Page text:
Blackwater river

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A swamp-fed stream in northern Florida, showing tannin-stained undisturbed blackwater.

A blackwater river is a river with a deep, slow-moving channel flowing through forested swamps or wetlands. Its colour is caused by the decaying vegetation. As vegetation decays, tannins leach into the water, making a transparent, acidic water that is darkly stained, looking like tea or coffee.

Most rivers in the Amazon Basin and the Southern United States are blackwater rivers. Not all dark rivers are blackwater in that technical sense. Some rivers in temperate regions, which drain or flow through areas of dark black soil, are black due to the color of the soil. These rivers are black mud rivers or estuaries.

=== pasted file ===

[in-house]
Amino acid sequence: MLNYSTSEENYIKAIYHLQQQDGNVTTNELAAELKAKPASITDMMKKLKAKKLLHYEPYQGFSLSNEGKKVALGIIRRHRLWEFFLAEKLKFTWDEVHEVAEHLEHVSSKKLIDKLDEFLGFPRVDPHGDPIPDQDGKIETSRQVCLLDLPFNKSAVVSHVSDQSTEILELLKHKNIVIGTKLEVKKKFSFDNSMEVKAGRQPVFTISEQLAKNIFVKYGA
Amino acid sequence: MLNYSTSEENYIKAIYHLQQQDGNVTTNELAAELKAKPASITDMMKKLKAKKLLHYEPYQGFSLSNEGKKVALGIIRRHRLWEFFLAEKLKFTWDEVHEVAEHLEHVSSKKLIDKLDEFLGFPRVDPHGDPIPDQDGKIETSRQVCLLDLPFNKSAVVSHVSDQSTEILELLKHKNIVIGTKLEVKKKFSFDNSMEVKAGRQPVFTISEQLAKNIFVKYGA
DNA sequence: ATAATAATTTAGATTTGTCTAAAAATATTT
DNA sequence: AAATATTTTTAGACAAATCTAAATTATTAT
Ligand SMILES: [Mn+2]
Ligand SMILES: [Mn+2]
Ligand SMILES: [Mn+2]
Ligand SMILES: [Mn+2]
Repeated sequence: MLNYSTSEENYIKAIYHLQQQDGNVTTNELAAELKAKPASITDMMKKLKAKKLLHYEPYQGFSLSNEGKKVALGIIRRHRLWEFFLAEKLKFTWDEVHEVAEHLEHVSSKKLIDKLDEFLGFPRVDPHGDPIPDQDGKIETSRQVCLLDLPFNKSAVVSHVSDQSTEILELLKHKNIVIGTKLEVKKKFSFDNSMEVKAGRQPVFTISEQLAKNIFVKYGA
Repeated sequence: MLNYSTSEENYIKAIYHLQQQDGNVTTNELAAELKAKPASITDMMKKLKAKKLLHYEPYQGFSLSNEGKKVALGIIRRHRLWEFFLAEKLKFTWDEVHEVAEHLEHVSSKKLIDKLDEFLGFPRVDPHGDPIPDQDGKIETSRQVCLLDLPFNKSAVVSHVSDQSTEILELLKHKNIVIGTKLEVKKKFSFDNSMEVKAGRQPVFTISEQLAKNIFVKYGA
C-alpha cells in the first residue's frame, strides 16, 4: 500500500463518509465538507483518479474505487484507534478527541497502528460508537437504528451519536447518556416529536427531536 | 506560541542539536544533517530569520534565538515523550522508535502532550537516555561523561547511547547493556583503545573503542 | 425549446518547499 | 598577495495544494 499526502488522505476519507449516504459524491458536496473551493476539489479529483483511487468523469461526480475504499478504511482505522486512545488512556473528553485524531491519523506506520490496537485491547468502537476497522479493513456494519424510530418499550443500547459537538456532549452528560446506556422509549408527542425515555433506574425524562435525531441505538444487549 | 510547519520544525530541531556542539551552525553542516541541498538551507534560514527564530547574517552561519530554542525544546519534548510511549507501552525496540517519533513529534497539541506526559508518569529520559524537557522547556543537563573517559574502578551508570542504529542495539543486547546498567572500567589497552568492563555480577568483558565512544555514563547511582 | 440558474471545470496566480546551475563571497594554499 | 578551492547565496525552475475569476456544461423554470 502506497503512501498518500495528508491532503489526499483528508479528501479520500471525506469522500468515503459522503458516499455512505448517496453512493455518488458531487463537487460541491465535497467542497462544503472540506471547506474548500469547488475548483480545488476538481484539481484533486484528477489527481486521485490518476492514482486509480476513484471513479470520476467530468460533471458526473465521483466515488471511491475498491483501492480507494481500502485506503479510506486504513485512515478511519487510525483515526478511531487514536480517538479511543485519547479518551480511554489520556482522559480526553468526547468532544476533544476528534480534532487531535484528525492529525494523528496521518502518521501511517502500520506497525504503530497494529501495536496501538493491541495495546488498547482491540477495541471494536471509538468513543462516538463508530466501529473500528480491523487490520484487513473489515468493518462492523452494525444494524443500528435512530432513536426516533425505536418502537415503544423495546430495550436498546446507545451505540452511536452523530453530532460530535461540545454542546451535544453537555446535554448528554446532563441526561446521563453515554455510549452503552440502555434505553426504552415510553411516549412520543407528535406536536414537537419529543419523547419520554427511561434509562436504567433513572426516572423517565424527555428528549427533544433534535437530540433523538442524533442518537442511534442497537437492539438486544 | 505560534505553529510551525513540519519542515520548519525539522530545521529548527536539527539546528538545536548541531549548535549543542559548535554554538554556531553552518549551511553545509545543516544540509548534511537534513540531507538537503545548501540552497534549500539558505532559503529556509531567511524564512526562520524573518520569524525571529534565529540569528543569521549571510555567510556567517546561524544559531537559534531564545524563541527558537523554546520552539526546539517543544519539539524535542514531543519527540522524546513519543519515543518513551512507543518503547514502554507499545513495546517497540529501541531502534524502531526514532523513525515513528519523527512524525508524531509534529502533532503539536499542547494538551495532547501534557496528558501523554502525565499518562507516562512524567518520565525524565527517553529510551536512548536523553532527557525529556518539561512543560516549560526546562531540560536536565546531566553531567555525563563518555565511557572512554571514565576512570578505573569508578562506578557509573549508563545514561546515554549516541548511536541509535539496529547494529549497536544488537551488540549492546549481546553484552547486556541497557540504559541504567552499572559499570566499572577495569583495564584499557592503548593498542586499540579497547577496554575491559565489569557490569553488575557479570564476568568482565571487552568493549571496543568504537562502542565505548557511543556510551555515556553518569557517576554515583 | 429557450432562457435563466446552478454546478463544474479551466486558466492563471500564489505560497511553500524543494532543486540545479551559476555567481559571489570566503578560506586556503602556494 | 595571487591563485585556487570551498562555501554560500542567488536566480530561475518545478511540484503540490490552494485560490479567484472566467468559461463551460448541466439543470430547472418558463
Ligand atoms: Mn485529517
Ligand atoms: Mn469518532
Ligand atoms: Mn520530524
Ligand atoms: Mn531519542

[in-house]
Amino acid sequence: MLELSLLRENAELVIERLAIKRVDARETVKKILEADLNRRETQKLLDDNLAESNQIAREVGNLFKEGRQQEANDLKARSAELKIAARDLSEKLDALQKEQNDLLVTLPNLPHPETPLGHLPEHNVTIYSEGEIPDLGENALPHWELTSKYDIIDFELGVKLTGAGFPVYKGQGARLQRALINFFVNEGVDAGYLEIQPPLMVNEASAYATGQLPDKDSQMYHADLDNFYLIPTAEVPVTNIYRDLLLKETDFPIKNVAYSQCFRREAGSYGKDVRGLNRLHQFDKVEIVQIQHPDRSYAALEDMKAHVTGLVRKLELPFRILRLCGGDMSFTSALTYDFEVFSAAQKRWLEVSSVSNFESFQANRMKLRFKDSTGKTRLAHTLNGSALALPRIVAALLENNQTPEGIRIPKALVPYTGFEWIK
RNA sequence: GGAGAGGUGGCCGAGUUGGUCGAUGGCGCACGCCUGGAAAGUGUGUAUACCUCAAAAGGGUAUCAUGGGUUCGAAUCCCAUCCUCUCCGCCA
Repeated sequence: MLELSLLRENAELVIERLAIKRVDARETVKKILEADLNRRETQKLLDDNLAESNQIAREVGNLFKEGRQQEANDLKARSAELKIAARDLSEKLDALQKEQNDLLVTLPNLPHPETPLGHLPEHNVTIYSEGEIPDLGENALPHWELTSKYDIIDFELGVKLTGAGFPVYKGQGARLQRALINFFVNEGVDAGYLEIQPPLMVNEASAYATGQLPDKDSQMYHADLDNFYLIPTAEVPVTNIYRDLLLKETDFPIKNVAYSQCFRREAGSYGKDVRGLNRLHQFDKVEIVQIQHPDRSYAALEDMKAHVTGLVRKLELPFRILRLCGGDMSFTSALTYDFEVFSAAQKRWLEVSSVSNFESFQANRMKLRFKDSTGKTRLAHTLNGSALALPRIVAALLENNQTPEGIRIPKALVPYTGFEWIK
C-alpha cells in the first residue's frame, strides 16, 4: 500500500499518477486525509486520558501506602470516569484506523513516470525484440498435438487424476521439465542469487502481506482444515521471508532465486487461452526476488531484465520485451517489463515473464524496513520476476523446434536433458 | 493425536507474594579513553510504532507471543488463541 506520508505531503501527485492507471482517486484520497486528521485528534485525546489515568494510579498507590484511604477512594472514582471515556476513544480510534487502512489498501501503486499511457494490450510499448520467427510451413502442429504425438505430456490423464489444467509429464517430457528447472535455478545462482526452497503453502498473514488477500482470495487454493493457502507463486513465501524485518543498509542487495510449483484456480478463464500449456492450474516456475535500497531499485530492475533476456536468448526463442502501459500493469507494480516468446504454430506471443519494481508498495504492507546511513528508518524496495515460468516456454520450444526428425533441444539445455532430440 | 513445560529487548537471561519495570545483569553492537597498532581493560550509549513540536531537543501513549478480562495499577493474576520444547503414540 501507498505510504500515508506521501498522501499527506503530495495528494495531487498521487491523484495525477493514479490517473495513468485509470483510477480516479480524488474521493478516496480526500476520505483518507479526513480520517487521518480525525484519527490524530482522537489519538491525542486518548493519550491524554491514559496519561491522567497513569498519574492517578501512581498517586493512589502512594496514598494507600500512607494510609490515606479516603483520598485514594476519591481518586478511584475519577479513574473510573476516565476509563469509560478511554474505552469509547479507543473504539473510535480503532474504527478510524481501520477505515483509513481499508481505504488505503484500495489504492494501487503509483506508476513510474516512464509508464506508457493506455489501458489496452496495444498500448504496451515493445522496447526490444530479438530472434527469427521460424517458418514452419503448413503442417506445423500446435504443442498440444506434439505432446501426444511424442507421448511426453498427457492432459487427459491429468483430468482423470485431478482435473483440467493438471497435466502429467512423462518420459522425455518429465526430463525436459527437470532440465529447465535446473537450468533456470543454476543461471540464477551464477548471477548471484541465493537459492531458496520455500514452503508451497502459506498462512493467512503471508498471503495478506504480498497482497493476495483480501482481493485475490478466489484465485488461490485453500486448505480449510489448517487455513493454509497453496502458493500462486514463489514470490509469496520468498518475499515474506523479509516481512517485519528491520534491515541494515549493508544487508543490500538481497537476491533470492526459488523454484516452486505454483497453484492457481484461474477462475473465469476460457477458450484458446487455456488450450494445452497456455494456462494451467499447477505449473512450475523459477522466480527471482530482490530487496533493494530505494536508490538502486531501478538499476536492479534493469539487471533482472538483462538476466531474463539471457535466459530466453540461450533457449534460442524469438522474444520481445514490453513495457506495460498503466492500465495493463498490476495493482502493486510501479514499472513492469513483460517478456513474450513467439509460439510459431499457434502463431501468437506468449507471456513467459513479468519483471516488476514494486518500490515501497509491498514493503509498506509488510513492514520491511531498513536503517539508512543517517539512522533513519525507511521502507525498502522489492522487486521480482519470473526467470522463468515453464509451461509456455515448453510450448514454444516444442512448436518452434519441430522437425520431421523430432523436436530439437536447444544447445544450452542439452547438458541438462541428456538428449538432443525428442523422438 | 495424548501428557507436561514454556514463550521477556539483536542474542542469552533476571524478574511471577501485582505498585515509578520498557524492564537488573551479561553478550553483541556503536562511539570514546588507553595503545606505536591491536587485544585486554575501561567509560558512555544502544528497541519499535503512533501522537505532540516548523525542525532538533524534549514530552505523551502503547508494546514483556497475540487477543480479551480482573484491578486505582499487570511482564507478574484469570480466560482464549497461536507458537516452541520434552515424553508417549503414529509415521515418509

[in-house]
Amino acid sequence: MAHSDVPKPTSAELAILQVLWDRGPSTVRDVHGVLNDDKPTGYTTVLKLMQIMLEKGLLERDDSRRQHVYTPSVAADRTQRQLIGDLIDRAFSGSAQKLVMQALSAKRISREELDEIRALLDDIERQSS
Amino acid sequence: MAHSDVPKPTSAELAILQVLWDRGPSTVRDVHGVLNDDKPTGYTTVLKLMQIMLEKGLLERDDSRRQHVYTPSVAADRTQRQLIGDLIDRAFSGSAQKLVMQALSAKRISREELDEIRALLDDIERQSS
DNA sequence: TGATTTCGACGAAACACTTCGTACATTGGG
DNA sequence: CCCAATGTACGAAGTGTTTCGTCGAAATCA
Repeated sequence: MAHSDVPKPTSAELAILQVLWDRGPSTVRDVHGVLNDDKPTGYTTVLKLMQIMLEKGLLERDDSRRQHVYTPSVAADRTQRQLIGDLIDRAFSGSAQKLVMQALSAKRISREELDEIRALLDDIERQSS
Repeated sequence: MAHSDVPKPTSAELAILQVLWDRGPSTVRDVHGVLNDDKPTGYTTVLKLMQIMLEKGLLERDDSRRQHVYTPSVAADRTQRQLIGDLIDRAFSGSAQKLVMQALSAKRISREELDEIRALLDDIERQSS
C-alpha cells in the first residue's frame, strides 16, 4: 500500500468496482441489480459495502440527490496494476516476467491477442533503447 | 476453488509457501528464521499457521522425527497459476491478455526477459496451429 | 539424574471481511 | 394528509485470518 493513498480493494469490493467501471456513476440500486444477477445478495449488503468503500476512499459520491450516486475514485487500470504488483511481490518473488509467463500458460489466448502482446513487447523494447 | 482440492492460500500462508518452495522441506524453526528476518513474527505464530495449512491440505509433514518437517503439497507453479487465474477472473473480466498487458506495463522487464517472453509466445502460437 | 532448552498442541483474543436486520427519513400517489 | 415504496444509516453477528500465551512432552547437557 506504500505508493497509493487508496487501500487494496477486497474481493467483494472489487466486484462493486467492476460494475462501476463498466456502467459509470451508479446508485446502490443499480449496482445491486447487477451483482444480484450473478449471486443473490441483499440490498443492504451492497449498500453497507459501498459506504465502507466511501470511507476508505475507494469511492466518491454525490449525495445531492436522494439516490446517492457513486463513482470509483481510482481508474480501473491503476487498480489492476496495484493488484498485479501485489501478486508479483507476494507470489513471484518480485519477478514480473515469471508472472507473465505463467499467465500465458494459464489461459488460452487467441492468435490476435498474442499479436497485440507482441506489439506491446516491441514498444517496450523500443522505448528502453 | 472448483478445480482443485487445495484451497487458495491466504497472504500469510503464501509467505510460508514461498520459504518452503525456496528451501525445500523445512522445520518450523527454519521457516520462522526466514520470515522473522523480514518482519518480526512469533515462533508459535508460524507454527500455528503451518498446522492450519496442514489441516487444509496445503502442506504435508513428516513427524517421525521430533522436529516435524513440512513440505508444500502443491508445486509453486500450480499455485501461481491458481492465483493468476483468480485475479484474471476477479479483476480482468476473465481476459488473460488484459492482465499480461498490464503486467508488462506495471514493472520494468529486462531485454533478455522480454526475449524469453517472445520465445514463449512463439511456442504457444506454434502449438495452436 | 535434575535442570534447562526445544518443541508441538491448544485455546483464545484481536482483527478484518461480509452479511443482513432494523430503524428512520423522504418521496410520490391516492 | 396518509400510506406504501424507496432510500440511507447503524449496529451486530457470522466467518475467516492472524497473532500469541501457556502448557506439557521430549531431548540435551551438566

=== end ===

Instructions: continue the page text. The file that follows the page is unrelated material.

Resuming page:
Blackwater rivers are lower in nutrients than whitewater rivers and have ionic concentrations higher than rainwater.[1][2] The unique conditions lead to flora and fauna that differ both from whitewater and clearwater rivers.[3][4]

The classification of Amazonian rivers into black, clear and whitewater was first proposed by Alfred Russel Wallace in 1853.[3]

References[change | change source]

  1. Janzen, D.H. (July 1974). "Tropical blackwater rivers, animals, and mast fruiting by the Dipterocarpaceae". Biotropica. 6 (2): pp. 69–103. doi:10.2307/2989823. JSTOR 2989823. |pages= has extra text (help)
  2. Sioli, Harald (1975). "Tropical rivers as expressions of their terrestrial environments". Tropical Ecological Systems/Trends in Terrestrial and Aquatic Research. New York City: Springer Springer-Verlag: pp. 275–288. |pages= has extra text (help)
  3. 3.0 3.1 Duncan W.P. & Fernandes M.N. 2010. Physicochemical characterization of the white, black, and clearwater rivers of the Amazon Basin and its implications on the distribution of freshwater stingrays (Chondrichthyes, Potamotrygonidae). PanamJAS 5(3): 454-464.
  4. Wallace, Alfred Russel 1853. On the Rio Negro. Journal of the Royal Geographical Society 23: 212-217.